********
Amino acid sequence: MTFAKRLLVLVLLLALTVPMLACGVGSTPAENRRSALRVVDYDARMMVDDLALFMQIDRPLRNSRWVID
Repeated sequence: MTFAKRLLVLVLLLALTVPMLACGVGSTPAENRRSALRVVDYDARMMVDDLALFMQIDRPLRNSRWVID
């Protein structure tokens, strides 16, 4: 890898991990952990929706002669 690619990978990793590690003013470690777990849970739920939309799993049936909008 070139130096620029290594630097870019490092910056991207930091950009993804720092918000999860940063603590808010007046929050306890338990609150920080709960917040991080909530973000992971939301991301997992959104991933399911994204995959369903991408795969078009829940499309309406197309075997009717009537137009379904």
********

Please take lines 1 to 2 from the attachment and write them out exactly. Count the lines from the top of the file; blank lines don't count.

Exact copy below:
Amino acid sequence: MTFAKRLLVLVLLLALTVPMLACGVGSTPAENRRSALRVVDYDARMMVDDLALFMQIDRPLRNSRWVID
Repeated sequence: MTFAKRLLVLVLLLALTVPMLACGVGSTPAENRRSALRVVDYDARMMVDDLALFMQIDRPLRNSRWVID